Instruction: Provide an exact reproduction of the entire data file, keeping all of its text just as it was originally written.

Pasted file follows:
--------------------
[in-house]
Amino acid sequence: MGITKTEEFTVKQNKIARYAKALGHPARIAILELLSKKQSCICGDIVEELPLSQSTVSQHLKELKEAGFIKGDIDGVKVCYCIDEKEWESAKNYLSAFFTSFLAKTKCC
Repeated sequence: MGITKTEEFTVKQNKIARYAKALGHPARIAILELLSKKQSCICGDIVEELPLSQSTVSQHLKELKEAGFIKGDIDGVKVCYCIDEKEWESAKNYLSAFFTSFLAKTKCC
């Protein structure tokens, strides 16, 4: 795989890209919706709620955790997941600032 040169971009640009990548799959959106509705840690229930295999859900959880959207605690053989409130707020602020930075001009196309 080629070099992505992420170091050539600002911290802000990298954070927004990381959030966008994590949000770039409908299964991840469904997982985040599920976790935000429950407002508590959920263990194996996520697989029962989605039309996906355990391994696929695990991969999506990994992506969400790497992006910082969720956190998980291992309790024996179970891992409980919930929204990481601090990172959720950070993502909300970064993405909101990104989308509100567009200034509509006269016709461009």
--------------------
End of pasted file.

[in-house]
Amino acid sequence: MGITKTEEFTVKQNKIARYAKALGHPARIAILELLSKKQSCICGDIVEELPLSQSTVSQHLKELKEAGFIKGDIDGVKVCYCIDEKEWESAKNYLSAFFTSFLAKTKCC
Repeated sequence: MGITKTEEFTVKQNKIARYAKALGHPARIAILELLSKKQSCICGDIVEELPLSQSTVSQHLKELKEAGFIKGDIDGVKVCYCIDEKEWESAKNYLSAFFTSFLAKTKCC
């Protein structure tokens, strides 16, 4: 795989890209919706709620955790997941600032 040169971009640009990548799959959106509705840690229930295999859900959880959207605690053989409130707020602020930075001009196309 080629070099992505992420170091050539600002911290802000990298954070927004990381959030966008994590949000770039409908299964991840469904997982985040599920976790935000429950407002508590959920263990194996996520697989029962989605039309996906355990391994696929695990991969999506990994992506969400790497992006910082969720956190998980291992309790024996179970891992409980919930929204990481601090990172959720950070993502909300970064993405909101990104989308509100567009200034509509006269016709461009």